DeSantis announces executive order to extend property tax deadlines after Hurricane Ian
Florida Gov. Ron DeSantis (R) announced on Tuesday an executive order to provide some tax relief for residents in counties severely impacted by Hurricane Ian.
DeSantis said at a news conference that the order will extend property tax deadlines in the 26 counties designated for damage by the Federal Emergency Management Agency (FEMA) and will include real property, personal and commercial businesses that were destroyed or were made uninhabitable by hurricane damage.
The Republican governor added that he does not have the authority to eliminate property taxes, and the order will serve as a delay to give time for the members of the state legislatures to come back for a special session.
“We will have a formal announcement very soon on the exact dates but because this is going to be necessary, we are going to have the legislature come back before the end of the year for a special legislative session,” DeSantis said. “And one of the purposes of that legislative session will be to address these tax obligations, and to make sure that homeowners and business owners can get rebated on the property tax.”
“The last thing we want is someone loses their home and then they are getting hit up for property taxes on a home that doesn’t exist anymore. Today’s effort is the first step and making sure that that won’t happen,” DeSantis added.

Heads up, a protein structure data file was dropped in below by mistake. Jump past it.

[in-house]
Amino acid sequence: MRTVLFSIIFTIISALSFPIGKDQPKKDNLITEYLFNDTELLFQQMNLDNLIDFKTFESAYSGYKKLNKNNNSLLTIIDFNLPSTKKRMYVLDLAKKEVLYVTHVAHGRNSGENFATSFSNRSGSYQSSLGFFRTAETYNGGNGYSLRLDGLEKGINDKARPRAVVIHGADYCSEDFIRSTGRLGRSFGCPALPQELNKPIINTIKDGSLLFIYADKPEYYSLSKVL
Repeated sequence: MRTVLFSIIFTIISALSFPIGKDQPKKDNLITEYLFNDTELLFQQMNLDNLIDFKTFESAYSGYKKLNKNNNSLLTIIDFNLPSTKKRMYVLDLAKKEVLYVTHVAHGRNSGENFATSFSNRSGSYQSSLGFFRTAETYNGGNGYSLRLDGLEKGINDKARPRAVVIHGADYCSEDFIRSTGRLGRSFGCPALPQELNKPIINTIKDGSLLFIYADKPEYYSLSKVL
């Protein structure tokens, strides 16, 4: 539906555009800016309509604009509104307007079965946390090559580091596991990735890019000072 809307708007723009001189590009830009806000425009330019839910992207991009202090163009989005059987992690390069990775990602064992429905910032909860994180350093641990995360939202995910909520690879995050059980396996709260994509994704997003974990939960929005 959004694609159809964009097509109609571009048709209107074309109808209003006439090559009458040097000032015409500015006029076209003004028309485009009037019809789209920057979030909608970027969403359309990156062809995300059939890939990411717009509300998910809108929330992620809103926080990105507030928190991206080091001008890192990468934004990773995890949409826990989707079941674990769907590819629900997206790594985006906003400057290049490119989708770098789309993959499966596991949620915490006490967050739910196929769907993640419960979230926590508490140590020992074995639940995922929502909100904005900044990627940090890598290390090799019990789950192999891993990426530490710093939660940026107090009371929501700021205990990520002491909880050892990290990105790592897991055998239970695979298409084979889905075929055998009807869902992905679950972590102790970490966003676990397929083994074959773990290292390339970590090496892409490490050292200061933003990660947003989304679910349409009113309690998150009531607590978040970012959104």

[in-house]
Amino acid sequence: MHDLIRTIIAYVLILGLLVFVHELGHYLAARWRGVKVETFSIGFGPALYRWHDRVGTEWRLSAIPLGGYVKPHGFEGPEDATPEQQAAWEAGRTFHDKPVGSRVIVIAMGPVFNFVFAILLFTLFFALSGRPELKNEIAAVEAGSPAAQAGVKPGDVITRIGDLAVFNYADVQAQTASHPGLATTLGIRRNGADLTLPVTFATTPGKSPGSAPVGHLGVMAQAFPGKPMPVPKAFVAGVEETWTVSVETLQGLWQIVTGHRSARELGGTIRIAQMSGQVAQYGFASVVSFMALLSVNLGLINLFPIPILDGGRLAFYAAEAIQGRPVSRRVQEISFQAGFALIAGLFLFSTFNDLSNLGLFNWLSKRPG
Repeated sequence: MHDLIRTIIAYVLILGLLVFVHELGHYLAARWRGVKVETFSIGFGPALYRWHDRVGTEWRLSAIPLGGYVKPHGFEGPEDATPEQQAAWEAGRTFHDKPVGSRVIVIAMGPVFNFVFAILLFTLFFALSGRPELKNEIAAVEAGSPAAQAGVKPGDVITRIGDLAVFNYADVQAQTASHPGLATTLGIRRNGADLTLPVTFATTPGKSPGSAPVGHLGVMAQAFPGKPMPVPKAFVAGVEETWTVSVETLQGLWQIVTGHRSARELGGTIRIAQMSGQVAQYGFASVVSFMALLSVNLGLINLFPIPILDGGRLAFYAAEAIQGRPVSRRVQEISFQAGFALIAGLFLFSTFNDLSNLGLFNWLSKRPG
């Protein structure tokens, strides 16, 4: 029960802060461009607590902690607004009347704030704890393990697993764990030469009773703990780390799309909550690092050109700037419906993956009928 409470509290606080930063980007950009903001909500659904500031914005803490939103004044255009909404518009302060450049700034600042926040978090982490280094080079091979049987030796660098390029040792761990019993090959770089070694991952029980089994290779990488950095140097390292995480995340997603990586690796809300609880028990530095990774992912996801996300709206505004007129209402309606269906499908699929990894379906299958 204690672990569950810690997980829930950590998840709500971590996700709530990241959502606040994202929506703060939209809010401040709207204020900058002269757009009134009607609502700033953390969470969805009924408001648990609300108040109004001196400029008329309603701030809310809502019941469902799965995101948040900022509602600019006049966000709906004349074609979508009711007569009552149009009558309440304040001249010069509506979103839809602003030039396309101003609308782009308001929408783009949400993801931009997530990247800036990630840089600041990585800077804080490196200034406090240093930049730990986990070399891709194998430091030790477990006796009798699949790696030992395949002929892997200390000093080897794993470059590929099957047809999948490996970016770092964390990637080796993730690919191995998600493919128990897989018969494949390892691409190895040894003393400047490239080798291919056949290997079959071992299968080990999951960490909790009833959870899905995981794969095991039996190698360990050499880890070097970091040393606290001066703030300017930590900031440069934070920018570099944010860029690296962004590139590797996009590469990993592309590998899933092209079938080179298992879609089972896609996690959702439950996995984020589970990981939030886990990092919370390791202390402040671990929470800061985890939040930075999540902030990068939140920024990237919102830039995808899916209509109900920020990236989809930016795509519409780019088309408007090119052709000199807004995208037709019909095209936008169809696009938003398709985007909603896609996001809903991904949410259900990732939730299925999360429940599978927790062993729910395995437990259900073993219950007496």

Hurricane Ian made landfall on Sept. 28, bringing destructive storm surges that killed more than 100 people.
Ian became the latest of 15 storms among a growing list of billion-dollar weather and climate related disasters, according to the National Oceanic and Atmospheric Administration.
DeSantis’s announcement follows news from the Treasury Department on Tuesday that it is seeking to gather information from insurance providers about whether climate change will impact both availability and affordability of insurance policies.
“The recent impacts in Florida from Hurricane Ian demonstrate the critical nature of this work and the need for an increased understanding of insurance market vulnerabilities in the United States,” Treasury Secretary Janet Yellen said in a statement.
The data collection would “add to the work of regulators and policymakers across the Administration to assess climate-related risks to the financial system, the U.S. economy, and the American people,” Yellen said.